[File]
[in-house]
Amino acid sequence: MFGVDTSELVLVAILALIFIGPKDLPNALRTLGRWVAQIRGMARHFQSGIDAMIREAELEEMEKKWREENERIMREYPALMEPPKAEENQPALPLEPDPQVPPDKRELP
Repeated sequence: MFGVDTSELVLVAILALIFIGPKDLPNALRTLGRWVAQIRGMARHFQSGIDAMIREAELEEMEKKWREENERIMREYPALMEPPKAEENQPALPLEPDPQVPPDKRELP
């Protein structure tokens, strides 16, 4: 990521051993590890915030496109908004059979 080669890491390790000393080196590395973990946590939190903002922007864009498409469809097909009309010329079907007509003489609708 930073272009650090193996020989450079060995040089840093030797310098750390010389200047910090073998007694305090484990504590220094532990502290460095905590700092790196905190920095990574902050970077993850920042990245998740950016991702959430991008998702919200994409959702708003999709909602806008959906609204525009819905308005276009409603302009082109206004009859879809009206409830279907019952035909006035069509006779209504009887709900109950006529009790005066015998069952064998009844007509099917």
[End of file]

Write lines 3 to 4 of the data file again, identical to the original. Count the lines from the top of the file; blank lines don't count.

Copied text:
Repeated sequence: MFGVDTSELVLVAILALIFIGPKDLPNALRTLGRWVAQIRGMARHFQSGIDAMIREAELEEMEKKWREENERIMREYPALMEPPKAEENQPALPLEPDPQVPPDKRELP
């Protein structure tokens, strides 16, 4: 990521051993590890915030496109908004059979 080669890491390790000393080196590395973990946590939190903002922007864009498409469809097909009309010329079907007509003489609708 930073272009650090193996020989450079060995040089840093030797310098750390010389200047910090073998007694305090484990504590220094532990502290460095905590700092790196905190920095990574902050970077993850920042990245998740950016991702959430991008998702919200994409959702708003999709909602806008959906609204525009819905308005276009409603302009082109206004009859879809009206409830279907019952035909006035069509006779209504009887709900109950006529009790005066015998069952064998009844007509099917």